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What's the story behind Easter eggs?

 What’s the story behind Easter eggs? (Photo: iStock)

Every year we look forward to different traditions and holidays that we celebrate. We have holidays that we celebrate as a country, like Labour Day, and we also have some that are celebrated worldwide, like Christmas and Easter.

When we look at these global celebrations like Easter, we often don't stop and think about what we are celebrating, where these traditions come from and what they mean to us. These are holidays that we have enjoyed since childhood, and of course we have carried them forward.

At the moment the world is looking forward to Easter. For some, this means putting up the Easter bunny decorations and preparing for the famous egg hunts. But the real question is, where is the connection between Easter and decorated eggs? And who is the Easter Bunny?

These are some of the questions we should ask ourselves to understand the traditions we are taking part in. If you're curious about Easter eggs, here's a quick rundown:

Easter eggs aren't originally a Christian concept

Easter is a holiday that's mostly associated with Christianity. You will even see decorated eggs in churches during this time, and some even go as far as to organise egg hunts around this time.

Although this tradition of Easter eggs and the death and resurrection of Jesus Christ are now thought to be the same thing, they're not.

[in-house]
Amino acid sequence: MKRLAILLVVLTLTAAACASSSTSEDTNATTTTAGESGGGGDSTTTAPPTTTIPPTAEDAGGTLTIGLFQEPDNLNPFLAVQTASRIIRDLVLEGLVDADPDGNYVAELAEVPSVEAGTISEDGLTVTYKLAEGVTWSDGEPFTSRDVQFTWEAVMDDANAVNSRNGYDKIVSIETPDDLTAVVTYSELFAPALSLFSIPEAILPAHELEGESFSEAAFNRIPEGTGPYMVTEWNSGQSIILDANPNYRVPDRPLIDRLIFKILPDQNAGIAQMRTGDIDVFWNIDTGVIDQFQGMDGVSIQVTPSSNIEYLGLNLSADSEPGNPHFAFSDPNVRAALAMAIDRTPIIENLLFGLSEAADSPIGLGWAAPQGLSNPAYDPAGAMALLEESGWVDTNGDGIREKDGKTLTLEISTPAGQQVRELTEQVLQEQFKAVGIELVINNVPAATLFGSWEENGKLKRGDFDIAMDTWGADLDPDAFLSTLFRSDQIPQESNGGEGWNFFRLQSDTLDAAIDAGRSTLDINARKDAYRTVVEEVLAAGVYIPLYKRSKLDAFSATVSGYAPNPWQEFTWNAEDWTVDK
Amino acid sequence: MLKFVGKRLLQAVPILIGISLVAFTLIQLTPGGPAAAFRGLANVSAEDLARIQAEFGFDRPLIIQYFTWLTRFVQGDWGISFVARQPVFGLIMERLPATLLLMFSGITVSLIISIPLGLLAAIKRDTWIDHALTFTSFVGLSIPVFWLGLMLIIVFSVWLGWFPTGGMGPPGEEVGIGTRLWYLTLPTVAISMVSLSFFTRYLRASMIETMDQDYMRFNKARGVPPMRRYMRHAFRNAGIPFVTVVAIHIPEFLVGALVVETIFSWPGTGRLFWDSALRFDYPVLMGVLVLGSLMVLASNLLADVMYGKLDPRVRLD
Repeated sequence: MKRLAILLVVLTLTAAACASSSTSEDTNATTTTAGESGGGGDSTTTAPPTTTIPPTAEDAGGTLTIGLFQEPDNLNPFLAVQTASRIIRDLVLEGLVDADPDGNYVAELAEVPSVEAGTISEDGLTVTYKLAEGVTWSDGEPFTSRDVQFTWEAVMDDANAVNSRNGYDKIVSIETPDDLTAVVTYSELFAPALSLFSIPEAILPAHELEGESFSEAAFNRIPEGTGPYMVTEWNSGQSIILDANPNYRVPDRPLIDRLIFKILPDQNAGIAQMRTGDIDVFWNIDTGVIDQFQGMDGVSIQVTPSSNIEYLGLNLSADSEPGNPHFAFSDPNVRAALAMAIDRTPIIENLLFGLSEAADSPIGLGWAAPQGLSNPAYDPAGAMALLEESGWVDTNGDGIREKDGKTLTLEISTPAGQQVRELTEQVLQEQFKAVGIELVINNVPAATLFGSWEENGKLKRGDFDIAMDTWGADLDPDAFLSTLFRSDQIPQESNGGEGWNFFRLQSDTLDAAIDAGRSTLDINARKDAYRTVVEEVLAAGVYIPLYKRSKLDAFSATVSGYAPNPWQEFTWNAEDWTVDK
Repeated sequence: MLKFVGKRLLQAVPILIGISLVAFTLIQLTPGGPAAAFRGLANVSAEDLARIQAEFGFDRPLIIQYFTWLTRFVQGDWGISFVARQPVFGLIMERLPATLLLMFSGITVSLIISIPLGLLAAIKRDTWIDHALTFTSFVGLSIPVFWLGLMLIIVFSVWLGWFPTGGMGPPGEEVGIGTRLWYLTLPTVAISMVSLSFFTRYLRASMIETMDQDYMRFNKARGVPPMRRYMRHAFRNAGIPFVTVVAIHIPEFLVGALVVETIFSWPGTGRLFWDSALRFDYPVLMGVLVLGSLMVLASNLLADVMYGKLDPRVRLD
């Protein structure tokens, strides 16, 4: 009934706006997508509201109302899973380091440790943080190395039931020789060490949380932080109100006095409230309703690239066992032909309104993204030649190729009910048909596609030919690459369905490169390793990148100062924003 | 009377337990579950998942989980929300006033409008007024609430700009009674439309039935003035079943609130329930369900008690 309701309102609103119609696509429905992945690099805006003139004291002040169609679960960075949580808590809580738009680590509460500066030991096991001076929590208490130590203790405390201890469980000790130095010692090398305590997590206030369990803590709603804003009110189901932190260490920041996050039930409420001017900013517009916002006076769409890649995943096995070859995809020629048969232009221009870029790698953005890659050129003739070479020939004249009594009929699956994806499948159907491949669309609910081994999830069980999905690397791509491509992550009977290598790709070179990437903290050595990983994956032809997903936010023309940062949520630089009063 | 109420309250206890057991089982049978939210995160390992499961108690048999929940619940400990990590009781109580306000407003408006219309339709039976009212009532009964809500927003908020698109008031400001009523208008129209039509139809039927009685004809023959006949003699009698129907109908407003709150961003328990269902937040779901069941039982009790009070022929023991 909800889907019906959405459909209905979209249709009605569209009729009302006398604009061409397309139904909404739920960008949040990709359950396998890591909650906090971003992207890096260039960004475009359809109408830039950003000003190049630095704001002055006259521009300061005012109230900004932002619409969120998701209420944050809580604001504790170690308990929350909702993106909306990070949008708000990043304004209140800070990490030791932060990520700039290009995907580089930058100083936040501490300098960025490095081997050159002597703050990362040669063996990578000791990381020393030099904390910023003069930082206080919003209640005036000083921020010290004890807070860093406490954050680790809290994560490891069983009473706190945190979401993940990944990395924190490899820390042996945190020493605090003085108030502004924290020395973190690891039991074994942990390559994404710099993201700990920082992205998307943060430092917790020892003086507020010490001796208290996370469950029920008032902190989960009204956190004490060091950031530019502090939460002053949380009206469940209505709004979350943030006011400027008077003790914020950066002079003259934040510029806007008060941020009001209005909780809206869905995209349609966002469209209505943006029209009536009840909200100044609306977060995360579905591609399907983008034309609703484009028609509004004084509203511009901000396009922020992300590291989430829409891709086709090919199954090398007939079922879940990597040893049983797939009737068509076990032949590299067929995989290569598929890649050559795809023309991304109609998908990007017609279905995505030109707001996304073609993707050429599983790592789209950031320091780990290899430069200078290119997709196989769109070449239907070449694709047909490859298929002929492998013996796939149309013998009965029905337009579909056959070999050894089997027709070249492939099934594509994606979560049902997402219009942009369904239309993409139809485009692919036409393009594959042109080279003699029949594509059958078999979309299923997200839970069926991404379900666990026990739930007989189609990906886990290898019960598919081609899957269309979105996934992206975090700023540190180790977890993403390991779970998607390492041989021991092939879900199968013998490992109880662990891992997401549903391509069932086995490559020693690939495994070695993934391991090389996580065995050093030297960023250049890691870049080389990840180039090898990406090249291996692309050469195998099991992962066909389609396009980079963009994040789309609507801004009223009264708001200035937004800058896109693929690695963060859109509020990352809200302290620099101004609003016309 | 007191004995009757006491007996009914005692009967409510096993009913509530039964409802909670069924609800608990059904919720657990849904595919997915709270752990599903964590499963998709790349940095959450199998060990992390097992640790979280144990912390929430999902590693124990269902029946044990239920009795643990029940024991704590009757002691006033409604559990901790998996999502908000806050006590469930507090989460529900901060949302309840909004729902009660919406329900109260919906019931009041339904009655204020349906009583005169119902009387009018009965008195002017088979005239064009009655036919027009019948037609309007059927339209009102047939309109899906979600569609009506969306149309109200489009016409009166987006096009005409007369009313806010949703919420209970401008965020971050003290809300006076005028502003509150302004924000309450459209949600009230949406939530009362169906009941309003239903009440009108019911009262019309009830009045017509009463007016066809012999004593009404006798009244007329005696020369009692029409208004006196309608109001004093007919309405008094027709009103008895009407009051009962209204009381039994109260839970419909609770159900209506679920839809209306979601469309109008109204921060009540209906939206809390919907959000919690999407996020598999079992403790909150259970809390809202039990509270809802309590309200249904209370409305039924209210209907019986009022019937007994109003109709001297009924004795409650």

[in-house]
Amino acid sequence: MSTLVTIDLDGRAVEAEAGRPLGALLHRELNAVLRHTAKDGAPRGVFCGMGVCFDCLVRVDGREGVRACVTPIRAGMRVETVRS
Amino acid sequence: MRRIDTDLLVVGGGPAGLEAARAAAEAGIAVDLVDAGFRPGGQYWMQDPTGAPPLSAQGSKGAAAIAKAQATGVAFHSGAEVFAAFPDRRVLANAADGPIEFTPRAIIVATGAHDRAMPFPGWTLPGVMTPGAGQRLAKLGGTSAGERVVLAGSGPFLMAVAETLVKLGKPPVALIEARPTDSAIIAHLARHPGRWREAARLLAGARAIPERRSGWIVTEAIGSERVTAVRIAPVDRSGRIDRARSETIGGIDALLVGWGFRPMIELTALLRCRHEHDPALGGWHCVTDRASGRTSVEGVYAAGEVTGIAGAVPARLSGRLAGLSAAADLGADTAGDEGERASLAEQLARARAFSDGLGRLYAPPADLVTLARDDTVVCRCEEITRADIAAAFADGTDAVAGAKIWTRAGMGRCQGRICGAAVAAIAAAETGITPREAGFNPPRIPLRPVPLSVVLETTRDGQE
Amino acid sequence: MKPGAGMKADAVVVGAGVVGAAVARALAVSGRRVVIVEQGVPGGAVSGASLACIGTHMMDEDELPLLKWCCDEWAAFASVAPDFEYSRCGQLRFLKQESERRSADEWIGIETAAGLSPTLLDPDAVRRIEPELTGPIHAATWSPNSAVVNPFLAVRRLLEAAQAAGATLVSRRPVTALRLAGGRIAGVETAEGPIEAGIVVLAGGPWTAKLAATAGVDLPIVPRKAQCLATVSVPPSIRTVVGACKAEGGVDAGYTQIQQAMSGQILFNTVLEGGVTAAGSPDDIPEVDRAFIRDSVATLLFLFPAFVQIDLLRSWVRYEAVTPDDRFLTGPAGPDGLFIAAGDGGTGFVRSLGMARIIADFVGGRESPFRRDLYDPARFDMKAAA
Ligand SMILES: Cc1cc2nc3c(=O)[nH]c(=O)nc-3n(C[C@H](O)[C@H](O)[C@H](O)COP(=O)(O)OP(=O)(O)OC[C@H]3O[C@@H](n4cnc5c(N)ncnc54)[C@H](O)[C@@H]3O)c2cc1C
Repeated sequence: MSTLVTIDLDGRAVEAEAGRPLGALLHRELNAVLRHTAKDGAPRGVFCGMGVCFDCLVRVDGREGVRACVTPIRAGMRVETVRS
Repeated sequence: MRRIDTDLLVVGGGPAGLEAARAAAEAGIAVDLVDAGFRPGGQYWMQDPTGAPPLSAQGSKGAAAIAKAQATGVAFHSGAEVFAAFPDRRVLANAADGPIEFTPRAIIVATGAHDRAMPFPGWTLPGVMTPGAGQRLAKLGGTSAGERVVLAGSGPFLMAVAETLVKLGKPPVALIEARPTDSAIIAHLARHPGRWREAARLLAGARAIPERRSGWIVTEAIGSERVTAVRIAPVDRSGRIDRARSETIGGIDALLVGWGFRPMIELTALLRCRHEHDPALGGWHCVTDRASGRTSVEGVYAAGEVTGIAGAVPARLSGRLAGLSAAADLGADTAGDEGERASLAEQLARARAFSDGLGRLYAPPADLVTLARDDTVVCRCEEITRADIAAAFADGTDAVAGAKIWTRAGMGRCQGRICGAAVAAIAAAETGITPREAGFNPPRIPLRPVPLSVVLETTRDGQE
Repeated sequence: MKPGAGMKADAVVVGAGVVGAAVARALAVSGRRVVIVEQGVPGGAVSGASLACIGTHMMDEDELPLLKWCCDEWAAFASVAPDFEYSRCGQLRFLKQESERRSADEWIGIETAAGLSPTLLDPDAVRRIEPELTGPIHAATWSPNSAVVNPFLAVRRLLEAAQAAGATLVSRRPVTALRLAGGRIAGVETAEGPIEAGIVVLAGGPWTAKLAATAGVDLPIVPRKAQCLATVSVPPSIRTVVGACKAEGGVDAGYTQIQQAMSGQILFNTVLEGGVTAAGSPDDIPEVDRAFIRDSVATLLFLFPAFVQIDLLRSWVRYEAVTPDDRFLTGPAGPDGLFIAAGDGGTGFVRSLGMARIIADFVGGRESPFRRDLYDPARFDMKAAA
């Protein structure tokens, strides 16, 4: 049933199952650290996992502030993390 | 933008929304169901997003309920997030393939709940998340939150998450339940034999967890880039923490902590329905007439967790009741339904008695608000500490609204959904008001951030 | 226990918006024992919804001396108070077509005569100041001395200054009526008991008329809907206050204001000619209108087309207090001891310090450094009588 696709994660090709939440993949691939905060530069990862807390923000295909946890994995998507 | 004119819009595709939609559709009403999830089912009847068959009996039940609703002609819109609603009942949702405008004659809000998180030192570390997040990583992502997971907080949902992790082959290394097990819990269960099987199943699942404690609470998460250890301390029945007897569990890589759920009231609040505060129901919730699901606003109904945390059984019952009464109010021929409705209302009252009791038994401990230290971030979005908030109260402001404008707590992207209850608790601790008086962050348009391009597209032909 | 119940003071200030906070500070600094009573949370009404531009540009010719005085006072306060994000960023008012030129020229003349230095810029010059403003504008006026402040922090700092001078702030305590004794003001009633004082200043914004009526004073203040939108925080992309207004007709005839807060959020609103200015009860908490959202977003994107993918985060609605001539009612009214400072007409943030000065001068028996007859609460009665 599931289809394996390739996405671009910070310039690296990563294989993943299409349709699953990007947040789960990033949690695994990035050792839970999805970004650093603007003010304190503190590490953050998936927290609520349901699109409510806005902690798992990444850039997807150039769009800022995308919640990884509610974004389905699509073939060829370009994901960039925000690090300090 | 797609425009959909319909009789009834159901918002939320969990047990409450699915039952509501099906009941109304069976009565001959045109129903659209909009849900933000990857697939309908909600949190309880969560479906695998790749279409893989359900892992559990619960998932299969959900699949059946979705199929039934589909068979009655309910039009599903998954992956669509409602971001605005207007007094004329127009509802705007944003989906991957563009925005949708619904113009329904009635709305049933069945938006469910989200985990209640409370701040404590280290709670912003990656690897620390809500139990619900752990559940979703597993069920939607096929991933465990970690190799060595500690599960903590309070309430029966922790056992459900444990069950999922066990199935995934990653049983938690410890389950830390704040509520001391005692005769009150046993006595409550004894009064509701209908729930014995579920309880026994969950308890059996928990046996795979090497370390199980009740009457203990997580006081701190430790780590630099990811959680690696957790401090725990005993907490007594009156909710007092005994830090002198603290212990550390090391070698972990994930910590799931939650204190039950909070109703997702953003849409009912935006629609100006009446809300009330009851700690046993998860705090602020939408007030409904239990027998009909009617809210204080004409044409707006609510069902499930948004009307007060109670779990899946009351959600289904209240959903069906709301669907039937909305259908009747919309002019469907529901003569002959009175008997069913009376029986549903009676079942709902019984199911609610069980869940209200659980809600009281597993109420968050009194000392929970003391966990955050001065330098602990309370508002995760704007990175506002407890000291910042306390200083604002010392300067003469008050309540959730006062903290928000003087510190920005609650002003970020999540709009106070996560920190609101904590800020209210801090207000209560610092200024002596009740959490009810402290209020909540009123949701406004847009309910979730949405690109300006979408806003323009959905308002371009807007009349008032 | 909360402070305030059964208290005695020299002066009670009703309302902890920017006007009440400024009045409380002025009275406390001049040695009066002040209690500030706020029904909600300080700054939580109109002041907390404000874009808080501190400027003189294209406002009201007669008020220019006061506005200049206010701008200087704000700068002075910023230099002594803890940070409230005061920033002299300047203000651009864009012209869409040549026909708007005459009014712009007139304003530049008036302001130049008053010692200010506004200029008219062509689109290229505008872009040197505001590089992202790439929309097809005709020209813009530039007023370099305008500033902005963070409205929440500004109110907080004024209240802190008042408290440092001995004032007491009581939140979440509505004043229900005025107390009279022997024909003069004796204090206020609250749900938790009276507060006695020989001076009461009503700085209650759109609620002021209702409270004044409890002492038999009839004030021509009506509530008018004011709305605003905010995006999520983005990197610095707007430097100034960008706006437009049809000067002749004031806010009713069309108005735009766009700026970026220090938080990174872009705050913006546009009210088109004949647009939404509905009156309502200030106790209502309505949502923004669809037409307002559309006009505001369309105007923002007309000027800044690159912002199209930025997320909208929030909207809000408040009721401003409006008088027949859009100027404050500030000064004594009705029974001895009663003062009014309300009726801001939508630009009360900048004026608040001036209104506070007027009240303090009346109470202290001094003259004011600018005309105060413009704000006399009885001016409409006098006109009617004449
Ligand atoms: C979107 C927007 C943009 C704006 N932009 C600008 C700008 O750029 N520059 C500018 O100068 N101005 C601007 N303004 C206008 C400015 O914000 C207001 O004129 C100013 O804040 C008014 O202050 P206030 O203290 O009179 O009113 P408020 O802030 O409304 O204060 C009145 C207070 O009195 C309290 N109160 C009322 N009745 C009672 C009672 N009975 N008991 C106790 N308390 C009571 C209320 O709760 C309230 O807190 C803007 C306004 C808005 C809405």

Easter eggs have their roots in pagan traditions and are meant to celebrate Eostre/Ishtar, an ancient goddess.

Eggs symbolise rebirth

The egg is a central part of the Easter celebrations and has many symbolic meanings. According to pagan traditions, the egg represented the new life of spring.

Modern Christianity has adopted the symbol of the egg to signify the resurrection of Christ. They have linked this meaning of new life of the cracked egg with the resurrection of Jesus.

The tradition of colouring eggs marks the coming of spring

One of the things people often do at Easter is to decorate eggs. They're dyed and painted in all sorts of patterns, and this too has its roots in pagan traditions.

Originally these eggs were dyed with the blood of sacrifices as part of their rituals and this tradition has evolved into what we see today.

Nowadays they are dyed all sorts of colours to represent the rebirth of spring after winter.

Egg hunt to symbolise the empty tomb

The egg hunt is probably one of the main highlights for people who celebrate Easter. It's a game in which hard-boiled eggs, chocolate eggs or other types of decorated eggs are hidden in different places for children to find.

It is said that when these traditions were absorbed into Christianity, this activity of egg hiding came into being. Hiding the eggs is meant to symbolise the tomb, and when they're found, it's a celebration of the discovery of the empty tomb.

The Easter Bunny as a sign of fertility

The Easter Bunny is also an important part of these traditions. In pagan belief, the rabbit, which lays eggs, is a symbol of fertility and is celebrated in honour of Eostre/Ishtar.

The rabbit was originally a hare, but the concept of a rabbit has become more popular with this holiday, also for commercial purposes.

And although these traditions are enjoyed and celebrated by Christians, once again this is not a biblical concept but rather very pagan in its meaning and nature.

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